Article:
Wednesday, September 30, 2009

The Seven REALITIES of Online MLM programs

If you have been involved with multi-level affiliate plans for any length of time, you are now aware of what a challenge it is. For me, the biggest hurdle was the technical side of it and I'm still not 100% there yet from the 'techie' standpoint. And there is no doubt whatsoever that reaching the point (in November of last year) where I was finally earning a net profit was just about the hardest thing I've ever done!

This blog is about those hardships and the lessons I've learned (and what I still need to learn). I am writing this today, because what I see out there is an epidemic of people joining these programs and then quitting far to soon. Whether it's GDI, TrafficWave, Pyrabang, DirectMatches or whatever - it's always the same story: Everybody gives up and quits.

In my case, getting sign-ups isn't the problem. For example, so far in 2009 I have recruited more than 50 people into TrafficWave and I have a downline member who has signed up more than that. The problem? Far too many of them are long gone and most of those dropped out immediately after the Free 30-Day Trial period. Observing this phenomenon time and time again has shaped my thinking and I've come to several conclusions that might be of interest to anyone reading this.

First of all, there aren't any 'magic' programs that are going to suddenly start working where the other ones didn't. Every affiliate marketing program requires two things from its paid members: Time & Money

They're all the same. So long as the company is legitimate and solid (very important!), it doesn't particularly matter which one you promote. They don't have to be new either. You can start today and earn a fortune with Amway. So, all of this said, here are the Seven REALITIES of Online MLM programs:

1) It's a long-term thing. You cannot expect to get great, money-making results in weeks or even months. It takes YEARS (two at a minimum) to build up decent income streams with these types of programs. If you aren't going to commit to a multi-year time table, then get a job, get an extra job, join the army or whatever you have to do to pay your bills, because this isn't for you. You can spare yourself an enormous amount of mental anguish if you accept right up front that this is a long-term business building project.

2) Most people will say no to your opportunity or quit shortly after joining. (see: #1) It's a numbers game. If you stay at it long enough, you will be successful. I am telling you, it's a fact, that THE reason everyone fails in this business is because they quit. That's it. That's all there is to it.

3) It takes money to make money. Want GOOD advertising? Then you're going to have to buy it. Sure, there are plenty of free promotion methods that can help you, such as Traffic Python, Viral URL or even Twitter. But in the end, you really should be budgeting a minimum of, say, $75.00 to $100.00 per month in online (or offline!) advertising methods. Too many people are not willing to spend one single dime in an effort to promote their business. If you aren't willing to part with even one penny in order to advertise your affiliate program, then you don't believe in what you're doing, plain and simple.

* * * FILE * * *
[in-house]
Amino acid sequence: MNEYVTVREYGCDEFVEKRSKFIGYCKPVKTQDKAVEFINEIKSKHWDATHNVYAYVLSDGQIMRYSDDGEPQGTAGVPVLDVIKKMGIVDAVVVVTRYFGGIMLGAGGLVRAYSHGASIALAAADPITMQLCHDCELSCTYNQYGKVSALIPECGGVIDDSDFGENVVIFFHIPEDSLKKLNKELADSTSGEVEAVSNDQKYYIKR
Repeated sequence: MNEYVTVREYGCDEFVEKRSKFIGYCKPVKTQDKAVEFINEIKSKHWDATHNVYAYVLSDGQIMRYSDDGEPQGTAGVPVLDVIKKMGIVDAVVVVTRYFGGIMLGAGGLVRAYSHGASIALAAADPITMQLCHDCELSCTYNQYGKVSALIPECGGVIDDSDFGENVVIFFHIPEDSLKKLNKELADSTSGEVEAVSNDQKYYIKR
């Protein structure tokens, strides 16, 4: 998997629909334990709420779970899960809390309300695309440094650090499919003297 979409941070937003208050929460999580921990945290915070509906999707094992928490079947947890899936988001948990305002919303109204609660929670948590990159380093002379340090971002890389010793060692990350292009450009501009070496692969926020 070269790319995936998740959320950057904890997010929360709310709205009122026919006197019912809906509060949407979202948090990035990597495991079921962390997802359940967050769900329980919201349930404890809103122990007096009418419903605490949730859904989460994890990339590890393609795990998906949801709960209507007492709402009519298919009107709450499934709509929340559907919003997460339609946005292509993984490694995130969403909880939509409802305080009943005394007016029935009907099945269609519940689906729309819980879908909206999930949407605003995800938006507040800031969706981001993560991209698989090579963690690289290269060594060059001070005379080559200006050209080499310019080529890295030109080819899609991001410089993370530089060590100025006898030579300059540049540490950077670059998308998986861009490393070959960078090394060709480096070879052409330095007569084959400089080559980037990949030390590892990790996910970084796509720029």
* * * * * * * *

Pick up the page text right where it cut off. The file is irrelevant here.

4) Yes, you are going to have to interact with people. Another reality that I must point out is that you cannot do this anonymously. What everyone seems to want to do is to 'hide' behind the Internet and do all of this without ever talking to anyone or even emailing them! Everyone wants everything to be 100% automated and nobody wants to 'sell' anything. Write this down: Nothing happens until something is sold. You're in the selling business! But the key is not to sell the company or product. Let the company do that. What YOU are selling is leadership and faith. Those are two things that everybody will buy.

5) You must lead by example. It's hard to convince me of how great your program is if you just joined yesterday. If you've been in it for 2+ years, then I'll start listening. You've got to be a leader. Let's just use the example of Traffic Exchanges. They are a 'community' in which people are watching others. If you are a regular fixture there and people get to know your name and face, they start paying attention to what you promote. If you stand behind the same program for a year or more, that gets noticed. To win at this game, you can't be passive. You're going to have to be a leader and cultivate relationships with other leaders.

6) You must MOVE. Another reality of Internet Marketing is that it takes far more work than most people realize. In fact, it's an enormous amount of work! Just like getting off the couch and exercising, it takes a daily routine of activity that you won't always want to do. Still, you have to do it. And once you stop or 'skip a few days' then the whole thing starts to unravel. I've seen it a million times. You must be in motion and keep focused. That's hard for a lot of people to do for months on end (I know) but it's the reality of this business - or ANY business.

7) You must have a system for success - a daily 'punch-list' of things that you do consistently and persistently that you can share with others. For example, if you join one of my affiliate programs and ask for advice, I'm going to give it to you. I will tell you every single thing that I do and exactly how I do it, though you could just read my blog posts or my ebook and figure it out for yourself. My POINT is that you can't just sell a program. You must also sell the system for making it work. People like to be told what to do and, if you are honest and they believe you, they'll do what you tell them. But you'd better have something to say!

Monday, September 28, 2009

Let PPC Dictate Your Meta Descriptions

When your website is included in the organic listings of a search engine result page, there are two important factors that will cause people to click on your listing: rank and messaging. Of course the search engine has the ultimate say in where you rank, and even what your messaging is, but you do have some control over the messaging. Often times in an organic search listing, a snippet of your meta description is included. If your meta description is what shows, it better be inviting if you want a click.